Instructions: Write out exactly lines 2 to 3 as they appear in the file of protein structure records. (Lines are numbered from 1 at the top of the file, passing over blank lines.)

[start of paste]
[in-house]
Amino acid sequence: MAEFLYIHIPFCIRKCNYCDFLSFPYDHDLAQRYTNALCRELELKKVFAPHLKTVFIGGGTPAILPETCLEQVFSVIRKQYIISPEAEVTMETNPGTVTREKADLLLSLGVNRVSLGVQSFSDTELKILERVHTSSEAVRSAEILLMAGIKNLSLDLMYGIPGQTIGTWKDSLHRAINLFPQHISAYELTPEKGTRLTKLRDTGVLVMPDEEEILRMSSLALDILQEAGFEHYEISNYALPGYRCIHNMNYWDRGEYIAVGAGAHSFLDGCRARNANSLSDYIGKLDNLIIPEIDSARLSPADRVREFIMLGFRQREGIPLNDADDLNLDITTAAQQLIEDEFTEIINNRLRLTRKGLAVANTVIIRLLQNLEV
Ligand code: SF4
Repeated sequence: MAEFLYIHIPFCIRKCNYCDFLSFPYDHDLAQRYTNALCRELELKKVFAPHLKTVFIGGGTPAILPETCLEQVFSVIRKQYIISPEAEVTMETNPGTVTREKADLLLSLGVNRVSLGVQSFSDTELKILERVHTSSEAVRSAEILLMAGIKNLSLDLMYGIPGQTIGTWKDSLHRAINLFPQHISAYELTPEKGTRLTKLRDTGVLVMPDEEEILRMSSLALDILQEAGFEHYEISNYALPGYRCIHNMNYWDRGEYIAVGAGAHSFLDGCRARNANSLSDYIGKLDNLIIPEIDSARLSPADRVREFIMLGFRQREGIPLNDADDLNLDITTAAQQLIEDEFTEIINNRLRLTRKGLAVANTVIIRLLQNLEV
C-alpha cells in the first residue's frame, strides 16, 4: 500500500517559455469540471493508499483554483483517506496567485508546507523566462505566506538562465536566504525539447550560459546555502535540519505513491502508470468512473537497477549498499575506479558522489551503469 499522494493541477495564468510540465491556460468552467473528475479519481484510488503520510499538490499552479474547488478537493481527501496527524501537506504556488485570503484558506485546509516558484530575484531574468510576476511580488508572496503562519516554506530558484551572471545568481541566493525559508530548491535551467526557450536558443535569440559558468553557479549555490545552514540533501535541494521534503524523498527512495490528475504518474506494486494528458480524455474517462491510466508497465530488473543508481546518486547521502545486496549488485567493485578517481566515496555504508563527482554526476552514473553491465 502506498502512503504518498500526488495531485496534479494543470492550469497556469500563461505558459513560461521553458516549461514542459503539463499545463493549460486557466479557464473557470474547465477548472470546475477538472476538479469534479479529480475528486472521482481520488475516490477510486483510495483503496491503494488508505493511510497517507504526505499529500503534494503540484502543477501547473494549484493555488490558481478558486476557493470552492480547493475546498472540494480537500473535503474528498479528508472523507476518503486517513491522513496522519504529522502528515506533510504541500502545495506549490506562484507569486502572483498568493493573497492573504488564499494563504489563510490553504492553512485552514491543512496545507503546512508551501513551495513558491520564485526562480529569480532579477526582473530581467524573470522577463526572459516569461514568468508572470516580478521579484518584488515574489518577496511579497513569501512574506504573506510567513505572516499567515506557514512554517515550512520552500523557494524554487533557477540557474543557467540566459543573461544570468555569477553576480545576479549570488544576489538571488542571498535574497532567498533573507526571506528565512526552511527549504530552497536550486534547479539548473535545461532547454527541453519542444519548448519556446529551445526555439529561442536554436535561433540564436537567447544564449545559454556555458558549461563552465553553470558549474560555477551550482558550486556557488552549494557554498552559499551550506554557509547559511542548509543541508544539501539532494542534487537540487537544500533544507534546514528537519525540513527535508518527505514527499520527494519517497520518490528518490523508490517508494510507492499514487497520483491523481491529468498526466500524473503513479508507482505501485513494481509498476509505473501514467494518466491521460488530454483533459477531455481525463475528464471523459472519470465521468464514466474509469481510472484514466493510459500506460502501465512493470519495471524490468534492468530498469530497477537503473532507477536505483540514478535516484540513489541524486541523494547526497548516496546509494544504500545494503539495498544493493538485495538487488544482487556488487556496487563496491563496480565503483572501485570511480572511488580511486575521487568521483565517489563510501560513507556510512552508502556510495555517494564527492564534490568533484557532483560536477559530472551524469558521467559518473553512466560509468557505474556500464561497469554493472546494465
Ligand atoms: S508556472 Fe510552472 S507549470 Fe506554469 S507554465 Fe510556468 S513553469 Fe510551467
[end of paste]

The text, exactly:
Amino acid sequence: MAEFLYIHIPFCIRKCNYCDFLSFPYDHDLAQRYTNALCRELELKKVFAPHLKTVFIGGGTPAILPETCLEQVFSVIRKQYIISPEAEVTMETNPGTVTREKADLLLSLGVNRVSLGVQSFSDTELKILERVHTSSEAVRSAEILLMAGIKNLSLDLMYGIPGQTIGTWKDSLHRAINLFPQHISAYELTPEKGTRLTKLRDTGVLVMPDEEEILRMSSLALDILQEAGFEHYEISNYALPGYRCIHNMNYWDRGEYIAVGAGAHSFLDGCRARNANSLSDYIGKLDNLIIPEIDSARLSPADRVREFIMLGFRQREGIPLNDADDLNLDITTAAQQLIEDEFTEIINNRLRLTRKGLAVANTVIIRLLQNLEV
Ligand code: SF4